To make this palatable to the American people — or, at least, to prevent them from thinking about it too hard — the word “sludge” had to go. So the sewage industry’s main trade and lobbying organization, the Water Environment Federation, stepped in. (WEF and OW often work closely together.) It organized a “Name Change Taskforce” and sponsored a contest to come up with a different term for sludge. Rebranding was an area in which WEF had experience — originally founded in 1928 as the brown-sounding “Federation of Sewage Works Associations,” it had recently gone through its fourth name change, and had begun referring to its members, who included sewage plant operators and waste management corporations, as “water quality professionals.”

The renaming contest received over 250 entries, many of which suggested that even water quality professionals still enjoy a good poop joke. Submissions included “bioslurp,” “black gold,” “sca-doo,” “hu-doo,” “geoslime,” and “the end product”; one person proposed rebranding sludge as “R.O.S.E.” (“Recycling Of Solids Environmentally”). Critics asked whether a rose by any other name would still smell as bad, and in 1991 WEF settled on “biosolids,” a term that Sheldon Rampton, co-author of Toxic Sludge Is Good For You, suggests “must have been chosen precisely because it evokes absolutely nothing in the minds of people who hear it.”

Of course, from the wastewater treatment industry’s perspective, that was the point: they didn’t want any visuals. Armed with an empty word, their next goal was to make “biosolid” suggest something positive. So in 1992, OW and WEF joined in a “cooperative agreement” called the Biosolids National Public Acceptance Campaign and hired a public relations and lobbying firm called Powell Tate to produce a report on how to improve the public image of sludge.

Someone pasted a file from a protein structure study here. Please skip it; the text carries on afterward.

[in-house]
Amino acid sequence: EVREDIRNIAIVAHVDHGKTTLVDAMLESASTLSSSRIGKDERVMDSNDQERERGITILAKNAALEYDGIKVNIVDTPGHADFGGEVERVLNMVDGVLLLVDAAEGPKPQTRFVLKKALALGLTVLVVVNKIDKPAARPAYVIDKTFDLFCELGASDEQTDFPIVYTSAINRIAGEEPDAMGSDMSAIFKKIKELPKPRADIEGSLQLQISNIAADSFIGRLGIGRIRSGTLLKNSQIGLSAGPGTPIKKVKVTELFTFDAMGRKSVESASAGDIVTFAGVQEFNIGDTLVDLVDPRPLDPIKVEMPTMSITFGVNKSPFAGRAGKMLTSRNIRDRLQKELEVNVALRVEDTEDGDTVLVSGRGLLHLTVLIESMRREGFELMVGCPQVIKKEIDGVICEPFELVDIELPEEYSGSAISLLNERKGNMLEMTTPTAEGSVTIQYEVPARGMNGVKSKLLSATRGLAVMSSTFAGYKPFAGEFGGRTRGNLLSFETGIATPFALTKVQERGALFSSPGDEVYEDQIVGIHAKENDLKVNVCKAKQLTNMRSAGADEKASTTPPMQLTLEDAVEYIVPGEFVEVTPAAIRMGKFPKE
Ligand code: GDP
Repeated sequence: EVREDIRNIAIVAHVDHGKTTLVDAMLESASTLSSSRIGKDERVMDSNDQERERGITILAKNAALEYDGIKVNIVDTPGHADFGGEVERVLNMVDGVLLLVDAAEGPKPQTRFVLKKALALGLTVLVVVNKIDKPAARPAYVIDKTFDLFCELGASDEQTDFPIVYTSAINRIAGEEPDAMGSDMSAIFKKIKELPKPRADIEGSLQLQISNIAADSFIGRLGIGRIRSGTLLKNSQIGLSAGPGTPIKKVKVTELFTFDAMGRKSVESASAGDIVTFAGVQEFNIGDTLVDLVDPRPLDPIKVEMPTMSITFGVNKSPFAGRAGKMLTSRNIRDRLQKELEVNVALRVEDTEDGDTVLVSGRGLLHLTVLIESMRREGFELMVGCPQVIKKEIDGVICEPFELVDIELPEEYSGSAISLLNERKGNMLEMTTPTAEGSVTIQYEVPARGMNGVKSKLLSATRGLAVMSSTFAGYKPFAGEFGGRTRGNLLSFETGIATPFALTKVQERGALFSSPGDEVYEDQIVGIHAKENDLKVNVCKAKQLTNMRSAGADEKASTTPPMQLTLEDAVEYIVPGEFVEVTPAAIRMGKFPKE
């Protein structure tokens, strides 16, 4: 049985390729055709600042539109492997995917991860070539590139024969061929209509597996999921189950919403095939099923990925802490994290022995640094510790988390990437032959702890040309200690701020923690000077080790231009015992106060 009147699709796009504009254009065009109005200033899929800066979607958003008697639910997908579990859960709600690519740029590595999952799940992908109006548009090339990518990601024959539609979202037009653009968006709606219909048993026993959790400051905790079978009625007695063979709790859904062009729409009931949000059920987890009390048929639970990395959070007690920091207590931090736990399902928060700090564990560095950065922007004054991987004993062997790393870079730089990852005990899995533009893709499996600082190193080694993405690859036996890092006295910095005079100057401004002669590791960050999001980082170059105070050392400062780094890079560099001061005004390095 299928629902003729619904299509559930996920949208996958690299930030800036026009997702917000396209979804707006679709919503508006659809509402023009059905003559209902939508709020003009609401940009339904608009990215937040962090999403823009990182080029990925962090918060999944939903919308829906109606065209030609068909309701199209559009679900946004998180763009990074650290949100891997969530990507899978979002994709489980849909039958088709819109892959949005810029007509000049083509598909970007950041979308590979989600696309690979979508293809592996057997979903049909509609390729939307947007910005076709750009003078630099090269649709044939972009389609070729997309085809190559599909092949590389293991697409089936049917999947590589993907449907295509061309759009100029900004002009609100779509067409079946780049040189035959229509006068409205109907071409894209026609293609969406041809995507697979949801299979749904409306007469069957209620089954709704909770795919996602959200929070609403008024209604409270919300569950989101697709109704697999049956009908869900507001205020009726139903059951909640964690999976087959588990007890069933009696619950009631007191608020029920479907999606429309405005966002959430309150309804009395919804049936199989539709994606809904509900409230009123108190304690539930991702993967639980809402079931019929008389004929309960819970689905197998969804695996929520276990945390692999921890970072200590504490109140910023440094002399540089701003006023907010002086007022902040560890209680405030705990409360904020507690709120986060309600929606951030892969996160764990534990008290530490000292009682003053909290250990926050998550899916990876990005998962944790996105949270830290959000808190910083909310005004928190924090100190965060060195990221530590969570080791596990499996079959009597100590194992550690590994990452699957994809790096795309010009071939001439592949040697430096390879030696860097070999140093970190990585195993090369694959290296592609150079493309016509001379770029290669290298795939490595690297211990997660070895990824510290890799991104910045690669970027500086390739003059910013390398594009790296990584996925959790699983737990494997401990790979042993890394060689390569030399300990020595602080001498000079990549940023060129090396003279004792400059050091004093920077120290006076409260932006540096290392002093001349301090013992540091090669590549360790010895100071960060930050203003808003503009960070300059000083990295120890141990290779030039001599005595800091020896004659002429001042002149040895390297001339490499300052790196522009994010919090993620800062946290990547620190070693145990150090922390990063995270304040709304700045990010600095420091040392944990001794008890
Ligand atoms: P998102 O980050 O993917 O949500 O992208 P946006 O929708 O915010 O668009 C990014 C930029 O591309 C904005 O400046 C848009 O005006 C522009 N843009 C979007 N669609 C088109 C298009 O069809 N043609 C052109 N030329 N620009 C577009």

The resulting campaign — “Biosolids 2000″ — didn’t answer important questions, like why people living near biosolids application sites complained of health problems, or why current federal legislation still permits every business, institution and industry in the country to dump 15 kilograms (33 pounds) of untreated hazardous waste into the sewer system each month, no reporting required. It also failed to prevent 2000 and 2002 reports from EPA’s own Office of Inspector General from stating that “EPA cannot assure the public that current land application practices are protective of human health and the environment.”

And yet partially because of OW and WEF’s PR efforts, partially because of our willful ignorance, the effort to rebrand sludge as biosolids has largely been successful. Although some is still incinerated or buried in landfills, today more than 50 percent of America’s sewage sludge is spread on land.

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Hyperion Treatment Plant in Los AngelesBiosolid digesters at the Hyperion Treatment Plant in Los Angeles.Courtesy Brian RaimondiDiane Gilbert, a spokesperson for biosolids at the Hyperion Wastewater Treatment Plant in Los Angeles, is a water quality professional of the sort endorsed by the Powell Tate report. Her enthusiasm seems genuine, but like other biosolids spokespeople I interviewed, she is also a master at following the guidelines articulated in biosolids media training guides. [Sample tip: “If the reporter asks rapid fire (multiple questions), choose the easiest.”]